Antonio Rudiger has told Frank Lampard he is in the right frame of mind to face Southampton after the racist abuse storm at Tottenham.
Rudiger is determined to return to action today despite being shocked and angry after alleging that monkey chants had been aimed at him during a flashpoint in Chelsea’s win on Sunday.
Head coach Lampard spoke to Rudiger on Christmas Eve to reiterate his support and assess the defender’s state of mind after he played on to help Chelsea win 2-0 against their London rivals.
The Germany defender, 26, is leaving the two clubs and authorities to deal with the issue and wants to turn his attention to Southampton’s visit to Stamford Bridge.
It is not the first time Rudiger has had to try to focus on his football after being targeted. He was racially abused by Lazio fans and their Bosnian midfielder Senad Lulic while at previous club Roma.
UEFA also investigated claims he was targeted by Roma fans during a Champions League tie at Stamford Bridge in October 2017 following his move to Chelsea. UEFA closed that case, reportedly due to insufficient evidence.
Rudiger (right) issued his own response to the Spurs incident on social media, ending a lengthy post by saying: ‘It’s just such a shame that racism still exists in 2019. When will this nonsense stop?’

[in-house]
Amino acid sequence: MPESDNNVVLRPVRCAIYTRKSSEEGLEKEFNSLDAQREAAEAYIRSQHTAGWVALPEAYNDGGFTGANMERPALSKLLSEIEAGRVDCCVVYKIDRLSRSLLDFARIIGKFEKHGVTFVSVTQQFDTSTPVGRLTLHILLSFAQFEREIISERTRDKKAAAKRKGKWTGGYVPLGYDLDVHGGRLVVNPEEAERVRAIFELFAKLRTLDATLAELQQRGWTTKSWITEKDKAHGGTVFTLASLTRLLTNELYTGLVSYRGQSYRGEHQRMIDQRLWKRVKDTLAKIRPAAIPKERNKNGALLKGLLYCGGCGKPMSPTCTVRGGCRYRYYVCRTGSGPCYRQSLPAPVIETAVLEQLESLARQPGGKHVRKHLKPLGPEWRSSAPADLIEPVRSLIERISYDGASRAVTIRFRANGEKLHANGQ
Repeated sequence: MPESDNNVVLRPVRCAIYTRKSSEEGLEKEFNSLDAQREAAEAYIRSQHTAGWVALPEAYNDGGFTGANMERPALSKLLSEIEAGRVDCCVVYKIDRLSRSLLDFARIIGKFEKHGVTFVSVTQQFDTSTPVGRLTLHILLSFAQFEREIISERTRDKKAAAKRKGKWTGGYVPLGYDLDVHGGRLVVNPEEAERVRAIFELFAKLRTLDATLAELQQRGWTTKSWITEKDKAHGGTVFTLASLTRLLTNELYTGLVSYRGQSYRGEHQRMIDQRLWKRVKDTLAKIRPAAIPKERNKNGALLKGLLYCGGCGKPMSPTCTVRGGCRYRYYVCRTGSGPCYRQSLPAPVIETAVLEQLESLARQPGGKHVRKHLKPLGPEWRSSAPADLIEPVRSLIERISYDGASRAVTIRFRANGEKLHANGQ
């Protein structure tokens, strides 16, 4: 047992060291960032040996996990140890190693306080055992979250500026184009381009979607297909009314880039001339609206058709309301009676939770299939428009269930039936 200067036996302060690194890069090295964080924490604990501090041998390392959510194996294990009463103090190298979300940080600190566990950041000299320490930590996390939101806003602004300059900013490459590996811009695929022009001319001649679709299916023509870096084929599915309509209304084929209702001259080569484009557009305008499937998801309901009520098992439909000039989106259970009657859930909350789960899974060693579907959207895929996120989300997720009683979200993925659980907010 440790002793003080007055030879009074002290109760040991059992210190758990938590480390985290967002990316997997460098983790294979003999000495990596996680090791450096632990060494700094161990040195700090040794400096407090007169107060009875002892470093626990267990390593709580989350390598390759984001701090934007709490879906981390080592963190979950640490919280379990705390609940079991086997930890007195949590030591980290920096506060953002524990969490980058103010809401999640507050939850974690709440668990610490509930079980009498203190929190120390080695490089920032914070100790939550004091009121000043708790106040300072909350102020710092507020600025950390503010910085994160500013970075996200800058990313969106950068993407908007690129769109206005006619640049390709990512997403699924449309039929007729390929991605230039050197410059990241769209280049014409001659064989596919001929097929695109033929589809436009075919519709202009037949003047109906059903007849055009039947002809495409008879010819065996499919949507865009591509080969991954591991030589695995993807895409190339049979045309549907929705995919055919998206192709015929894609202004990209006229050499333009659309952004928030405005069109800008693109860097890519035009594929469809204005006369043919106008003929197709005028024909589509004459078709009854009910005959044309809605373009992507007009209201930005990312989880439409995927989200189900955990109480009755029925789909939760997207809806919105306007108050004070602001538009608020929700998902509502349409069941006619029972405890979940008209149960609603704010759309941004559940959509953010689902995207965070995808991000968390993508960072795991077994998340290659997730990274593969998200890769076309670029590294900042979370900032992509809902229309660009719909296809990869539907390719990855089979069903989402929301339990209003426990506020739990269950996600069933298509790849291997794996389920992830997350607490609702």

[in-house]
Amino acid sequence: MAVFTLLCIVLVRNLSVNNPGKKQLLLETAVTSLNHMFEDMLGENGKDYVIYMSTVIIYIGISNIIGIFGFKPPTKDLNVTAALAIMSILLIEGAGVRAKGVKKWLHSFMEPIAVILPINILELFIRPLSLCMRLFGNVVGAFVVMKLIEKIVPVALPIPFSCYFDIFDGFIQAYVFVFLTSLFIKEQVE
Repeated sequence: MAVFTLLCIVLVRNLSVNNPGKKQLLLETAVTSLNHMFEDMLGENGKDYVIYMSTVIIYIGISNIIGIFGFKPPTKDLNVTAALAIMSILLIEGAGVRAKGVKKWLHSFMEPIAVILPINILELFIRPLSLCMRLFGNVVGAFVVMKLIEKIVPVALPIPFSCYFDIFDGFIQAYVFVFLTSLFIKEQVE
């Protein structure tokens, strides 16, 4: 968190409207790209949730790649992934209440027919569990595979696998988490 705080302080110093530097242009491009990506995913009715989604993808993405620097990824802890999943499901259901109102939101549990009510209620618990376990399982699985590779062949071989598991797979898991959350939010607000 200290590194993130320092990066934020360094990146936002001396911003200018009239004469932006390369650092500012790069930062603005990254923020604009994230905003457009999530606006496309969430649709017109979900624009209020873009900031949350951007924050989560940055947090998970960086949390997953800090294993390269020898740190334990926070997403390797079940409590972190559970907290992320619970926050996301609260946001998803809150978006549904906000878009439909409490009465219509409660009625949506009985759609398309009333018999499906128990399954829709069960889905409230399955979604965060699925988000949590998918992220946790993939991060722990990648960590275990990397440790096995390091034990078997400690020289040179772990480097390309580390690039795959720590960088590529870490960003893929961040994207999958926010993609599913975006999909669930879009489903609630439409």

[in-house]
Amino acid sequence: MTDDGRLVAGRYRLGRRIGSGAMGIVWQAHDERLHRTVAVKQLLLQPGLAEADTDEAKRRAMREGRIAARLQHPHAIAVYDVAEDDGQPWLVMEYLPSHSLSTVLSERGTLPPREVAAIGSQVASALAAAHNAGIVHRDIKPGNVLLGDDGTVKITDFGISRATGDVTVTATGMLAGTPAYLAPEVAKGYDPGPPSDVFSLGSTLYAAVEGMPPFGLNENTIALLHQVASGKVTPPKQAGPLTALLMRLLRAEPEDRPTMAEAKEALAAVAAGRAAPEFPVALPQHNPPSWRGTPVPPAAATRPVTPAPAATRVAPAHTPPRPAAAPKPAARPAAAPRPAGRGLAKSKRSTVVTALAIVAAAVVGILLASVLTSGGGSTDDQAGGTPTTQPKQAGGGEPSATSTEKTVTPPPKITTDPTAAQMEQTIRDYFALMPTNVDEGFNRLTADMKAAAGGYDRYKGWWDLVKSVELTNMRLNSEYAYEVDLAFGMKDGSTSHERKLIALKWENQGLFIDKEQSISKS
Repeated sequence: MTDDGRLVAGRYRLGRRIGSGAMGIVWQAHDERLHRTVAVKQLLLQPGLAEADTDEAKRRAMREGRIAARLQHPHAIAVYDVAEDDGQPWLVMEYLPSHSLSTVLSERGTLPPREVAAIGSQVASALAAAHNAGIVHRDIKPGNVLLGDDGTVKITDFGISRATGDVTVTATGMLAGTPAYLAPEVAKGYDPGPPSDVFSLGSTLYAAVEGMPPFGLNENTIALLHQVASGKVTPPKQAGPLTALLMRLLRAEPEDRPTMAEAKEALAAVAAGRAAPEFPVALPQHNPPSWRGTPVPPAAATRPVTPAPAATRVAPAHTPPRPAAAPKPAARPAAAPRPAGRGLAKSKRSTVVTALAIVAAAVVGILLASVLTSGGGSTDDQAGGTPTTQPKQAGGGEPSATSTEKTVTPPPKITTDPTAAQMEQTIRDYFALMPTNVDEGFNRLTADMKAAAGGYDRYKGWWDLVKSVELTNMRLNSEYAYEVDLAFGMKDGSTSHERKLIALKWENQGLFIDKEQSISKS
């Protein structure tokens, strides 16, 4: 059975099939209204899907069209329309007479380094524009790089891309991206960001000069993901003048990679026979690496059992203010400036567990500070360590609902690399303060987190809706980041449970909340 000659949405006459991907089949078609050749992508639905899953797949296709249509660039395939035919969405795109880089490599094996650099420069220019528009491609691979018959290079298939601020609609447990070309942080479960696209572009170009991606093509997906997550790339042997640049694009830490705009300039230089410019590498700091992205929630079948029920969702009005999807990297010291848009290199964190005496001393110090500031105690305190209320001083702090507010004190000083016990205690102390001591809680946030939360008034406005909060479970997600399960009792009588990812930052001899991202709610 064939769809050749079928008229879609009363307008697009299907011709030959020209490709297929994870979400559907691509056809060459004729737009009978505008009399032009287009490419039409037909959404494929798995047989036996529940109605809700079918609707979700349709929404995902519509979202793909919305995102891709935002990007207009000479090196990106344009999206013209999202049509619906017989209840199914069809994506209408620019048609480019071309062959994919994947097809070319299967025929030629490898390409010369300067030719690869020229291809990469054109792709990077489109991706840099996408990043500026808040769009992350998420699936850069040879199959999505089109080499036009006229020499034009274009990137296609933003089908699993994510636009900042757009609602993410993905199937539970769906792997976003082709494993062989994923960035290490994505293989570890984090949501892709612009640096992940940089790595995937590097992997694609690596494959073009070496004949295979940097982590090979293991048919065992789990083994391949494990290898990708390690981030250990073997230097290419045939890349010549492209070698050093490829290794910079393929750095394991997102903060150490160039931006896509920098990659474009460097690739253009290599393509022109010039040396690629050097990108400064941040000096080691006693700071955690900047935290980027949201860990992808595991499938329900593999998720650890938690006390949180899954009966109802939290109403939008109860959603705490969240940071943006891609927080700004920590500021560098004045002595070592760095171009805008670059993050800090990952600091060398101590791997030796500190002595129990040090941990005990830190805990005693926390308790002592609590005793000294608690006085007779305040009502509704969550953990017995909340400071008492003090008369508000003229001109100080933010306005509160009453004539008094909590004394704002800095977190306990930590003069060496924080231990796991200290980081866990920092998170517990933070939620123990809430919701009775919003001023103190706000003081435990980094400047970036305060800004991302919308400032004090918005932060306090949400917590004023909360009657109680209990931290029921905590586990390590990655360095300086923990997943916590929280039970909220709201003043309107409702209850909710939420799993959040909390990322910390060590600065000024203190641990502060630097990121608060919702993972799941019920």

Lampard, just as he did after striker Tammy Abraham was targeted online in the wake of his Super Cup penalty miss against Liverpool, quickly offered strong backing to Rudiger, saying: ‘I’m sure it is very upsetting to say the least. I used to take some real strong personal abuse and so did my team-mates. It upset me at the time. To think how Tammy or other players in the situation would feel when it is fundamentally wrong and something that will be painful for them ... it’s hard for me to answer [if it affects their confidence] because I am not them. All I can do is support them, work with them and hope it doesn’t because the reason those boys are here and on the pitch is to try to win.’
The Rudiger incident, following a clash with Heung-min Son which saw the Spurs man sent off, is the latest in a long line of unsavoury incidents blighting the game.
Lampard believes parents have a major role to play in helping eradicate the problem.
He said: ‘We need to work on the education, how people grow up, school them, how parents educate them and not just on the racism issue but on the all-round issue, how you respect the person standing next to you in the street or whoever I think that is the case.
‘One thing I always think about is not just my schooling but I particularly think about how my mum raised me and the manners she would have put in me.
‘If she thought I was being disrespectful to anyone without good cause or without reason she certainly would have told me at a young age.
‘I’m no saint, I’m not perfect but it starts with parenting.’